Subscription VOD (SVOD)

In this model, audiences are charged monthly fees in return for accessing the platform's full library. Examples include: Netflix, Amazon Prime, Hulu Plus and HBO in the U.S., and Now TV, MUBI, Dplay, and Teleclub in Europe. C More First is a Scandinavian contender. RTL is popular in Croatia. Viaplay is a Nordic service. And Voyo operates in Eastern Europe.

Advertisement supported VOD (AVOD)

Viewers watch content for free on AVOD platforms - however, they must watch advertisements at various points throughout the film. A portion of the ad revenue is then returned to the content provider. Examples include: Youtube, Hulu (US) and Snagfilm. In addition, individual television stations might stream their programming through their own website soon after broadcast.

If your target audience is low-income, the AVOD option may be the one that makes it possible for them to see your film.

As of March 2018, a CNBC All-American Economic Survey showed 57% of the US public has some form of streaming service. That 51% percent of American streamers subscribe to Netflix, the survey showed. That 36% report having both a streaming service and cable or satellite. That is nothing to snooze at!

The number does vary by market though, and generally favours urban areas. The platforms you select will make a difference. For example, in 2017, Netflix held approximately 75% of the total number of over-the-top (OTT), i.e. internet-based, SVOD subscribers in the U.S. By 2018 in the EU it held 47% (Amazon held about 20%). But in other markets, Netflix faces strong competition from national players and has a lower-than-average market share. This is the case in particular in Spain, Poland, Slovenia and Romania. More on that in the Regional Players section below.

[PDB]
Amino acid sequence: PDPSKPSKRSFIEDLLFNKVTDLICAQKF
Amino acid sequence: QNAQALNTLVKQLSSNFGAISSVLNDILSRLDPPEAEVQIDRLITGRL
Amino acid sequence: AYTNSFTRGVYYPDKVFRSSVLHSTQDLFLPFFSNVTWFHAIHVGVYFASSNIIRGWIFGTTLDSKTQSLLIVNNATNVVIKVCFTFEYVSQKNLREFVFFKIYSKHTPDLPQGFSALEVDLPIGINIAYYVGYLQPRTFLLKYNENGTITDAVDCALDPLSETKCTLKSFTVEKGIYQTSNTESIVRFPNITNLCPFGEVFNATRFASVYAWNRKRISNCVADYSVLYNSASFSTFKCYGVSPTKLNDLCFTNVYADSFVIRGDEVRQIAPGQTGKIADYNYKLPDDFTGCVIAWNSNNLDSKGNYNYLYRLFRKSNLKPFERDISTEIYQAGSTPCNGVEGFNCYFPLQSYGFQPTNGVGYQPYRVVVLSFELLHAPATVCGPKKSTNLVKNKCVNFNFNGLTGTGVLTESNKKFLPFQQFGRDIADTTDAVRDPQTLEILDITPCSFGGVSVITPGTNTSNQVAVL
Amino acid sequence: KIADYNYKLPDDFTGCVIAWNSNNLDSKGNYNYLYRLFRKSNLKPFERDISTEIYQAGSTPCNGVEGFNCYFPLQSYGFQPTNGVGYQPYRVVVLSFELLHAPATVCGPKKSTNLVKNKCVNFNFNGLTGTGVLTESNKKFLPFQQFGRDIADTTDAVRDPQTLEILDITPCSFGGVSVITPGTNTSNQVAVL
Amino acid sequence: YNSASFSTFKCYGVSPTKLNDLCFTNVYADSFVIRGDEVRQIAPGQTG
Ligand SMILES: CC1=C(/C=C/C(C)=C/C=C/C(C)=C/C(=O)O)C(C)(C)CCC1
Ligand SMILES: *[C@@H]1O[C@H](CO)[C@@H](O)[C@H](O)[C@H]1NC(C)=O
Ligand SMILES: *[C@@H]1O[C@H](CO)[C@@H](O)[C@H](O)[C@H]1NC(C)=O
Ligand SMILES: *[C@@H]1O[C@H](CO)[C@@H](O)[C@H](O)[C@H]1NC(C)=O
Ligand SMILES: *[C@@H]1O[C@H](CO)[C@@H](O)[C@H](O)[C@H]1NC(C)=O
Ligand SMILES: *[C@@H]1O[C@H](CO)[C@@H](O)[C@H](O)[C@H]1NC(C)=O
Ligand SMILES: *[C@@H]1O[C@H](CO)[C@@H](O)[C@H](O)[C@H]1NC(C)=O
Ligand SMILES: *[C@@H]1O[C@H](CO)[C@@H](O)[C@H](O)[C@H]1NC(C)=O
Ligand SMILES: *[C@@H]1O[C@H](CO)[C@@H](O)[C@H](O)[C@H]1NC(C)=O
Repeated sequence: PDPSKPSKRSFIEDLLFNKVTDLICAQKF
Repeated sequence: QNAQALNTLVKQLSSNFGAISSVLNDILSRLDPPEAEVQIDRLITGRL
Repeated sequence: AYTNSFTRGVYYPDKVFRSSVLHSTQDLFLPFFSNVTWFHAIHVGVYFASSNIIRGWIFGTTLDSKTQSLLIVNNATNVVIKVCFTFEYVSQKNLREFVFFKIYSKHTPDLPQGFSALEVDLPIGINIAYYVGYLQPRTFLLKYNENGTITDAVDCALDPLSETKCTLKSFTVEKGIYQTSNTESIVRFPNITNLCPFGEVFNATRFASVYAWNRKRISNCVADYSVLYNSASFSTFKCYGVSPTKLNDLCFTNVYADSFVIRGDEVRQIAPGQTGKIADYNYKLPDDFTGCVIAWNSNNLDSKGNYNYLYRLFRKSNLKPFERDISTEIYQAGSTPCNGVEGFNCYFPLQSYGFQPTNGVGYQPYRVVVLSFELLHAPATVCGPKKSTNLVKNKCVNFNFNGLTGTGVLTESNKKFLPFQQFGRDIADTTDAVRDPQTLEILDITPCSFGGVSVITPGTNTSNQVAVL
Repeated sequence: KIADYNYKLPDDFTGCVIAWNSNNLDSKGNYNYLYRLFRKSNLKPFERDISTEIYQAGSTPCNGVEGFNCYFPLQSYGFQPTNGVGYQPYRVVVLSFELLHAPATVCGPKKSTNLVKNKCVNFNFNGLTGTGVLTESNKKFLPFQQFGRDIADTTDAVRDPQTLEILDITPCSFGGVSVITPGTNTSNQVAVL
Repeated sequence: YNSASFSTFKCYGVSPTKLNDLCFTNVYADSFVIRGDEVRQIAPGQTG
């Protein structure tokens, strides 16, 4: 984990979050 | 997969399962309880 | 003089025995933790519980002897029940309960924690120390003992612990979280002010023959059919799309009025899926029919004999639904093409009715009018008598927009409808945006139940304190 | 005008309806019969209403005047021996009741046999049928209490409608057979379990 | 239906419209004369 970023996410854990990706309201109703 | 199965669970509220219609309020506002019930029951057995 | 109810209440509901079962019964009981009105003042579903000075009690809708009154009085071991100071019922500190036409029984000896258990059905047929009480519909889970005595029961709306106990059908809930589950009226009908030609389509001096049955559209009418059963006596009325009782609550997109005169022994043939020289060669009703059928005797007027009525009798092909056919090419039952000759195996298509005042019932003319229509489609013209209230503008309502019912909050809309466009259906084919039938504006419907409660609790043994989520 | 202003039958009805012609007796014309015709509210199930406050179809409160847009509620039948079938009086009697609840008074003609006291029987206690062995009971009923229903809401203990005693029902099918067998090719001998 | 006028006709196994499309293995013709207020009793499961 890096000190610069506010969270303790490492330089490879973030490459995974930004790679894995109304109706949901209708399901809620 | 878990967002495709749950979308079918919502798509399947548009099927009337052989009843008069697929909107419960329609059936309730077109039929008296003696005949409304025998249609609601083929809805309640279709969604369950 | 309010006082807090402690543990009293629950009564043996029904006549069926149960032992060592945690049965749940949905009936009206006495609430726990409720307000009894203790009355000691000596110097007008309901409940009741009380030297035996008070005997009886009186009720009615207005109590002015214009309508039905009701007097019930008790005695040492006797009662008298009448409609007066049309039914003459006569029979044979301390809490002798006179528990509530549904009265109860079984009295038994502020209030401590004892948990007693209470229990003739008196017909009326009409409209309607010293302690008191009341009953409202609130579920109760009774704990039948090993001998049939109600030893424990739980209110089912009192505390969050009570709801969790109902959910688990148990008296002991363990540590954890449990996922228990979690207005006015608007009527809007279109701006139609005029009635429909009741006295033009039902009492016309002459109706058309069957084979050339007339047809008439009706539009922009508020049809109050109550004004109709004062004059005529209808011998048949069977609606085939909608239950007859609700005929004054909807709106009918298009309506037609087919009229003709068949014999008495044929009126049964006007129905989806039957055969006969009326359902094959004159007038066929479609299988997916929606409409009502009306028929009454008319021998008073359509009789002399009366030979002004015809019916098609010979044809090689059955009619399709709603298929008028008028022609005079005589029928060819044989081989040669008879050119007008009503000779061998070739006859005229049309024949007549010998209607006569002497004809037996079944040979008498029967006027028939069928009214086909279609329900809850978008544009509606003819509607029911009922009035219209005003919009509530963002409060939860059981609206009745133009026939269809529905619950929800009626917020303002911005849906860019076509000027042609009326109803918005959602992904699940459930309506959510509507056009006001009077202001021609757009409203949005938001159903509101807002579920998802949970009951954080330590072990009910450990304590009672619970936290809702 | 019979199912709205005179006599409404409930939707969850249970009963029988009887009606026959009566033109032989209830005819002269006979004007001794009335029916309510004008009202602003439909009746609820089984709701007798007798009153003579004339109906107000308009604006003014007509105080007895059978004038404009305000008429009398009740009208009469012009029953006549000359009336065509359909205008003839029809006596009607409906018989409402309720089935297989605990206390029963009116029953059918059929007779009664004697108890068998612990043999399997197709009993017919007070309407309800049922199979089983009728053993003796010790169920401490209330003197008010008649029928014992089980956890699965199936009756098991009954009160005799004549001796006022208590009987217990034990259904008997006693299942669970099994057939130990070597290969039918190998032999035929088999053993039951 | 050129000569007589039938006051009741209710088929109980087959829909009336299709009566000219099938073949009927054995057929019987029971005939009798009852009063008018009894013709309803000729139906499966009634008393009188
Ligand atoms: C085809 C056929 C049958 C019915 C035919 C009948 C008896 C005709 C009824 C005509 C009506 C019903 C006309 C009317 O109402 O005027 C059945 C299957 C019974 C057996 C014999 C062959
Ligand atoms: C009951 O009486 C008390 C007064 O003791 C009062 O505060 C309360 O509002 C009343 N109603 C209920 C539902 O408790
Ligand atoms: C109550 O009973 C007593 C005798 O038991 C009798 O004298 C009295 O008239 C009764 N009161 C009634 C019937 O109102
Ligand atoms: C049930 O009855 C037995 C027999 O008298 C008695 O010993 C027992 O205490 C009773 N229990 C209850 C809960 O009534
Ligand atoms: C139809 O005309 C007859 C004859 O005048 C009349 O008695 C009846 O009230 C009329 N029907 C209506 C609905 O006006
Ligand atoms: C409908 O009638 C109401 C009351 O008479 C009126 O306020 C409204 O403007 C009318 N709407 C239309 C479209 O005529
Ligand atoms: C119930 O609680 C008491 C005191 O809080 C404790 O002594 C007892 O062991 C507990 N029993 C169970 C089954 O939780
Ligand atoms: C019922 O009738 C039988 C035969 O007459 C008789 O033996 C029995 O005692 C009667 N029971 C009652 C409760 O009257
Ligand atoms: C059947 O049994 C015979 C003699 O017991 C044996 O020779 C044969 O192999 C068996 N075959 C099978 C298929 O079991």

Filmmakers who are self-distributing still need to work with an aggregator or a supplier (like Quiver Digital) with an existing output deal for all these digital retailers.

DVD / Blu-ray

These days we see a decreasing interest from distributors in taking sole DVD rights. Most often, they'll only take DVD rights bundled with other rights like VOD. But it's important to remember that DVD might still be the most appropriate platform for reaching certain audiences - such as older audiences, or films that lend themselves to being collected or archived. In addition, the educational market (schools, colleges, universities and other institutions) is still dominated by DVD, although that is changing, too. And finally, let's not forget that community screenings are generally still powered by the humble DVD or Blu-ray.


With so many innovative routes to audiences, it can be tempting to gloss over the role of good old TV in your Impact Distribution campaign. That would be a massive mistake.

Public media in the U.S. reaches 99% of people and while it’s growing, that is still not the case for digital platforms. Television in general is still the dominant way audiences access media, even as the number of people who stream content through on-demand platforms (“streamers”) increases. For example, according to Nielson’s 2017 Q4 report , on a typical day in November 2017 in the U.S., 93% of streamers watched traditional TV. Of those, 47% watched TV only, 46% were reached by a mix of traditional TV and streaming, and only 7% streamed exclusively.